According to the American Diabetes Association (2013), “Diabetes… has reached epidemic proportions in the U.S. with nearly 26 million adults and children living with the disease. An additional 79 million have prediabetes, placing them at increased risk for developing type 2 diabetes.” The most popular current method of treating the disease involves injecting insulin subcutaneously. While this is a very effective way of managing the disease, there is concern about the barriers of subcutaneous injection to good patient self-management and also concern for when treatment for the disease begins. Therefore, alternate methods of insulin delivery have been assessed in the last 20 years as a replacement for or in conjunction with subcutaneous insulin injections. One alternative method, inhalation, showed promise for controlling glycemic levels in Type 1 and Type 2 diabetes based on several research studies.
Before beginning a discussion about inhaled insulin as a viable alternative to subcutaneous injection, it is important to note that the first major drug for pulmonary insulin therapy, named Exubera and released by Pfizer, is often cited as one of the biggest medical drug flops in history and is responsible for chilling the market on inhaled insulin. As Heinemann (2008) notes in an essay about the failure of Exubra, it was a combination of forces in the medical community and business strategy of Pfizer that led to the drug’s failure. However, the future of inhaled insulin should not be disregarded because of the market failure of one drug.
A study by Pamela Hite, Ann Barnes, and Philip Johnston entitled, “ Exhuberance over Exubra”(2006) summarizes the research findings of several clinical studies using inhaled insulin for patients with Type 1 and Type 2 diabetes. The paper begins with an overview of the discovery and refinement of insulin before summarizing the main findings of the Exubra clinical trials as compared to subcutaneous insulin injection. Hite et. al. found that inhaled insulin, “acts as quickly as subcutaneously administered rapid-acting insulin and more quickly than subcutaneous regular insulin” (Hite et al., 2006). Furthermore, “Overall, studies have shown that inhaled insulin has comparable efficacy to injectable regular insulin. In fact, most studies report a greater reduction in A1C and fasting plasma glucose with inhaled insulin compared to injectable insulin” (Hite et al., 2006). This means that inhaled insulin is as effective as subcutaneous injections at achieving proper glucose levels. The study from which Hite’s conclusions are based comes from Quattrin, Bélanger, Bohannon, and Schwartz (2004) in which they conclude “Inhaled insulin is effective, well tolerated, and well accepted in patients with type 1 diabetes and provides glycemic control comparable to that with a conventional insulin regimen.”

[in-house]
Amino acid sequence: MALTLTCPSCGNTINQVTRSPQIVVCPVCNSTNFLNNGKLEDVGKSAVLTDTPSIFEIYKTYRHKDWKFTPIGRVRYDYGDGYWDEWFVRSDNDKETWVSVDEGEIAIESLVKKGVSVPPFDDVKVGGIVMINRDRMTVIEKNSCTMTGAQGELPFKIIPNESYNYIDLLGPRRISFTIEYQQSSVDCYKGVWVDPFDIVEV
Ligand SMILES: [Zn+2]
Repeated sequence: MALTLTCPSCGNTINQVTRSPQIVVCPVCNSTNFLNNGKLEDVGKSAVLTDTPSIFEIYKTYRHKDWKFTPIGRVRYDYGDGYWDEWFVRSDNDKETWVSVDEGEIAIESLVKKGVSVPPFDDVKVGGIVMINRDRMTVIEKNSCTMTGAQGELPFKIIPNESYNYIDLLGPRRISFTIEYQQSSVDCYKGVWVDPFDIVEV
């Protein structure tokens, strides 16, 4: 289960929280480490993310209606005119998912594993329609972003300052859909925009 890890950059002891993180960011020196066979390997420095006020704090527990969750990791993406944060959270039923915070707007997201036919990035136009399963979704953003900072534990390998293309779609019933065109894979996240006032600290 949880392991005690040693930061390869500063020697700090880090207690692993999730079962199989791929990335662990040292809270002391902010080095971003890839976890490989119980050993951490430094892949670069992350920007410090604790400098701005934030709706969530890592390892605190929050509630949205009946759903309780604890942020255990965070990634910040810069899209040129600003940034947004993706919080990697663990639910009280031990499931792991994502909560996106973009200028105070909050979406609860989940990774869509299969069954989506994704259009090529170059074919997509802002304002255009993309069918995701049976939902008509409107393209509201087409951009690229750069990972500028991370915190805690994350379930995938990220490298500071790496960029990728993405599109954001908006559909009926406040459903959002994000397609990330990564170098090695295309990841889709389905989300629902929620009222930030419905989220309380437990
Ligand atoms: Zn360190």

For patients with Type 2 diabetes, “The mean A1C was reduced from 9.6 to 7.7% in patients on inhaled insulin versus a reduction from 9.6 to 8.1% in patients on oral agents alone” (Hite et. al., 2006). These findings are from the clinical study performed by Hollander, Blonde, Rowe, Mehta, Millburn, Hershon, Chiasson, and Levin (2004). Also, according to that study, patient satisfaction was higher and that, “all satisfaction subscales (advocacy, burden, convenience, efficacy, flexibility, general satisfaction, hassle, interference, pain, preference, side effects, and social) showed similar favorable effects associated with inhaled insulin treatment (all P < 0.0001)” (Hollander et al., 2004). The study found that inhaled insulin was as medically effective as injected insulin and that patients responded better to it as a form of therapy. This was corroborated by a study conducted by Freemantle, Blonde, Duhot, Hompesch, Eggersen, Hobbs, Martinez, Ross, Bolinder, and Striddle (2005). Freemantle et. al. (2005) also found that patients with Type 2 diabetes and HBA1C levels of more than 8% found that “patients with type 2 diabetes failing to achieve target glycemic control on diet and/or OAD therapy, the availability of INH as a treatment option significantly increased the proportion of patients who would theoretically choose insulin overall.”